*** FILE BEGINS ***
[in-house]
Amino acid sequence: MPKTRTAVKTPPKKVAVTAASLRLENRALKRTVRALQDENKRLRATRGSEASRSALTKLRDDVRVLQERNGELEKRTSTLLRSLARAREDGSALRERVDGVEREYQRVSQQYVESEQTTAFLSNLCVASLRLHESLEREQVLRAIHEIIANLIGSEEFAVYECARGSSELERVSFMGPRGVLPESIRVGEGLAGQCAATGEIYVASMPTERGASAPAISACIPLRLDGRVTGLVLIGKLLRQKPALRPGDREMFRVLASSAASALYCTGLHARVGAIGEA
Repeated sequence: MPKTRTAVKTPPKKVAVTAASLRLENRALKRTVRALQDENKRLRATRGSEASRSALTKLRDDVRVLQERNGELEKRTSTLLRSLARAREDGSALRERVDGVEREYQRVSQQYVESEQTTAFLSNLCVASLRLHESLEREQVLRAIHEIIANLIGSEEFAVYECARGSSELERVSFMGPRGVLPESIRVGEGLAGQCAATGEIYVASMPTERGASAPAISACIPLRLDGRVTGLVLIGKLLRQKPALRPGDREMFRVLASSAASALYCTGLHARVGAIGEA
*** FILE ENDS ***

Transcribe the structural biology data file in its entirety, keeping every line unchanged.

[in-house]
Amino acid sequence: MPKTRTAVKTPPKKVAVTAASLRLENRALKRTVRALQDENKRLRATRGSEASRSALTKLRDDVRVLQERNGELEKRTSTLLRSLARAREDGSALRERVDGVEREYQRVSQQYVESEQTTAFLSNLCVASLRLHESLEREQVLRAIHEIIANLIGSEEFAVYECARGSSELERVSFMGPRGVLPESIRVGEGLAGQCAATGEIYVASMPTERGASAPAISACIPLRLDGRVTGLVLIGKLLRQKPALRPGDREMFRVLASSAASALYCTGLHARVGAIGEA
Repeated sequence: MPKTRTAVKTPPKKVAVTAASLRLENRALKRTVRALQDENKRLRATRGSEASRSALTKLRDDVRVLQERNGELEKRTSTLLRSLARAREDGSALRERVDGVEREYQRVSQQYVESEQTTAFLSNLCVASLRLHESLEREQVLRAIHEIIANLIGSEEFAVYECARGSSELERVSFMGPRGVLPESIRVGEGLAGQCAATGEIYVASMPTERGASAPAISACIPLRLDGRVTGLVLIGKLLRQKPALRPGDREMFRVLASSAASALYCTGLHARVGAIGEA